put to bed
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put (someone or something) to bed
1. To help someone, typically a child, prepare for and get into bed at night. I'll give you a call after I put the kids to bed. Tom had a bit too much to drink, so I'm going to put him to bed.
2. To complete something or some initial preparatory phase. I thought you'd put the proofreading for that edition to bed weeks ago! We should be able to put this project to bed next week.
3. To stop discussing, thinking about, or focusing on something. OK, I think we have to agree to disagree. Let's just put the issue to bed and stop arguing. Why are you still being so jealous? I thought we'd put this all to bed ages ago.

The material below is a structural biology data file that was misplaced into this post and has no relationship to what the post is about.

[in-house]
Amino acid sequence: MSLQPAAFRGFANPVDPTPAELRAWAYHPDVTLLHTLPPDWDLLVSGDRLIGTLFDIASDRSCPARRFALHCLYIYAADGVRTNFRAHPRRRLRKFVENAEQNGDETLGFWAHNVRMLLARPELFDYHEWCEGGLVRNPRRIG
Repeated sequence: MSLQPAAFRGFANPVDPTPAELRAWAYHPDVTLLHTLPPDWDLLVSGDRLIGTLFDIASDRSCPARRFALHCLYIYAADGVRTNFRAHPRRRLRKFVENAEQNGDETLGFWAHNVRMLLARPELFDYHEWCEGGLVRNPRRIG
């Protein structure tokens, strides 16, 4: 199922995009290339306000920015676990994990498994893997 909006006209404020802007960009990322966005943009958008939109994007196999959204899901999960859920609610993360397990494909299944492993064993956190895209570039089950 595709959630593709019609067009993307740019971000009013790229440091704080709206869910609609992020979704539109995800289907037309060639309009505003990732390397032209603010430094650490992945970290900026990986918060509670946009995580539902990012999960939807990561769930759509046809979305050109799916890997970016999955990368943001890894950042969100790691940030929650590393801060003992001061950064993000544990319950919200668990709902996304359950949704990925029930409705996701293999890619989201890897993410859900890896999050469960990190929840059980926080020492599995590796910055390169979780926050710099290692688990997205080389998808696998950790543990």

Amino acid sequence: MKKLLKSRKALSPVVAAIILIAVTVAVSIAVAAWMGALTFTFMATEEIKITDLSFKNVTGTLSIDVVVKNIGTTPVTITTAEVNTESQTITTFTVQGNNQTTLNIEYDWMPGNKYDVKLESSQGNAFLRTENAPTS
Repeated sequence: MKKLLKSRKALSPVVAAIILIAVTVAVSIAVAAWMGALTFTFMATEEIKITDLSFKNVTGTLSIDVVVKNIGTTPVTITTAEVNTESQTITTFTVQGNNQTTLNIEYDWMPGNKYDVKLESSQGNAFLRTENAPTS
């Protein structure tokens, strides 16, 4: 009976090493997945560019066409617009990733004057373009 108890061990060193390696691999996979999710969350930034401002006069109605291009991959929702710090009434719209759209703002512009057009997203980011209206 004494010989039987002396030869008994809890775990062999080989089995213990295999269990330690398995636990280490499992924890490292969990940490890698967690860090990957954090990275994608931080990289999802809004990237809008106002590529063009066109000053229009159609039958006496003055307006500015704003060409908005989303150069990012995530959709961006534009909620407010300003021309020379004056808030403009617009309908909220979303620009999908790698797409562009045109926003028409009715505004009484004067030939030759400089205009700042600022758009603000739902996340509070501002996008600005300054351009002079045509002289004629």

put someone to bedand send someone to bed
to make someone go to bed. Mother put Jimmy to bed and kissed him. Sally was naughty and was sent to bed.
put something to bed
Fig. to complete work on something and send it on to the next step in production, especially in publishing. (From put someone to bed.) This week's edition is finished. Let's put it to bed. Finish the editing of this book and put it to bed.
put to bed
Complete something and either set it aside or send it on to the next step, as in We put the magazine to bed at ten, or They said they'd put the whole project to bed at least a month ago. This expression, transferring nighttime retirement to other kinds of completion, was first applied to a newspaper, where it meant "send to press," that is, start to print. [Mid-1900s]
put to bedInformal
1. To make final preparations for the printing of (a newspaper, for example).
2. To make final preparations for completing (a project).